Thursday, January 16, 2014

Next preach (2)

Whenever you preach in the University there is history underneath. Each college is proud of their past famous students and because of my interest in preaching I am always particularly keen to remember great preachers.  It twangs my historical antennae.

At Gonville and Caius,  Bishop Jeremy Taylor (1613-1667) stands out as one of the 'greats'.  Its extraordinary to think that in the era of Shakespeare, Milton and Bacon this man was deservedly rated in the top rank of communication.  With grandeur of diction and style, with effortless inclusion of multiple classical quotations, he is marked by many elements of great preaching.  As one writer puts it: He had a very definite message to deliver, without which the most eloquent preacher will be futile; and there was a spirit of piety about him which gives his sermons an unction, a sweetness, and a tenderness which commend them to the heart as well as to the head.

I have now reconnected with some of my library that I left here in storage before embarking on my US adventure.  It contains many old books which I found in my favourite used-book shop in Saffron Walden - a town south of Cambridge. (Someone mentioned that a large number of clergymen have retired to this town which probably explains the large theological section in this shop, as well as the cheap prices).  So, I have been re-reading both Taylor's biography (which claims he is England's Chrysostom!)  and an old copy of his most famous spiritual writings:  The Rule and Exercise of Holy Living and The Rule and Exercises of Holy Dying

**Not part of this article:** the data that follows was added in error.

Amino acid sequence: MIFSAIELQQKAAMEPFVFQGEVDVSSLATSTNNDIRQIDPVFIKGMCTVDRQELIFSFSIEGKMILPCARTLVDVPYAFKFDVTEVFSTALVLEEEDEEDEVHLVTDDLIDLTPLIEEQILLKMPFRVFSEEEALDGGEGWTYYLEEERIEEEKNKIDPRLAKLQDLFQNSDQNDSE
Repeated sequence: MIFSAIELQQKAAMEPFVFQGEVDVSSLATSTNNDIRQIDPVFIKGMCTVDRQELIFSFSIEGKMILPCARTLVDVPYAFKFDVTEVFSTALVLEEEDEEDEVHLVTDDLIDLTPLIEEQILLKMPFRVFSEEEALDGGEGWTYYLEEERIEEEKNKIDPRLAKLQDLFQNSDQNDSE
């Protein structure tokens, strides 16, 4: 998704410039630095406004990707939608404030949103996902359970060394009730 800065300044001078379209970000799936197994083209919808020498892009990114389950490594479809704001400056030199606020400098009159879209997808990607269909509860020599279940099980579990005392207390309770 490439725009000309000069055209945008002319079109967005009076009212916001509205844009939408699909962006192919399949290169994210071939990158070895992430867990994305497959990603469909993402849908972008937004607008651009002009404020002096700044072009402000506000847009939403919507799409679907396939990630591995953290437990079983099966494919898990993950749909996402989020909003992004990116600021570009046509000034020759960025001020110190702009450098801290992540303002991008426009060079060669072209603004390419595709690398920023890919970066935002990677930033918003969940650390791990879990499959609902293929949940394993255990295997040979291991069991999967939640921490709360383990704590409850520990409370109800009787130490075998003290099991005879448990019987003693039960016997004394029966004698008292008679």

Much strikes me.  There's the wonder that at a golden time for English literature God raised up Jeremy Taylor.  His preaching would not communicate well today (well, of course, he wouldn't preach like that!) but was profoundly effective in the seventeenth century.   How God sends powerful preachers appropriately into changing cultures!  But, also, he demonstrates a spiritual seriousness far removed from the froth of some contemporary spirituality.  He believed: 'Theology is rather a Divine life than a Divine knowledge' and you can particularly see this devotional concern in his prayers.  Who today could imagine publishing helps for 'holy dying'?

Re-connecting, even briefly, with Jeremy Taylor challenges me yet again to remember the crowd of witnesses around me as I  prepare a fresh sermon in 2013.   So humbling!  Actually, that crowd is true for all Christian living and dying, isn't it?

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